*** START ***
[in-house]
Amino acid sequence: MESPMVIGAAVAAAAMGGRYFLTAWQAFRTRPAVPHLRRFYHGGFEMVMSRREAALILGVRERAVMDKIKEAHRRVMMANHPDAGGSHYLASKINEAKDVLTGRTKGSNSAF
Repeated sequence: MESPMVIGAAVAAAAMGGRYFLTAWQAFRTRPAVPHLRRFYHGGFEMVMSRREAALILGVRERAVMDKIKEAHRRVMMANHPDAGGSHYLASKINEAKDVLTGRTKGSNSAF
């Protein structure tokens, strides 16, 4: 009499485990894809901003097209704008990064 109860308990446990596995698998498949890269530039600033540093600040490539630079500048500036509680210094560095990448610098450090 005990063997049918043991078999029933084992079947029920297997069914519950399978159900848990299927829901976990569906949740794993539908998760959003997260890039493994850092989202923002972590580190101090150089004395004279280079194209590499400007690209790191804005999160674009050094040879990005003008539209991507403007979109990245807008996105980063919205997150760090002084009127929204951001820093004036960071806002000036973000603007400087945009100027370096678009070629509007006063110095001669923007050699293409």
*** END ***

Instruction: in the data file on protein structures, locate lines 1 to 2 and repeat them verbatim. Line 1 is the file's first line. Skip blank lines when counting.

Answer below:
[in-house]
Amino acid sequence: MESPMVIGAAVAAAAMGGRYFLTAWQAFRTRPAVPHLRRFYHGGFEMVMSRREAALILGVRERAVMDKIKEAHRRVMMANHPDAGGSHYLASKINEAKDVLTGRTKGSNSAF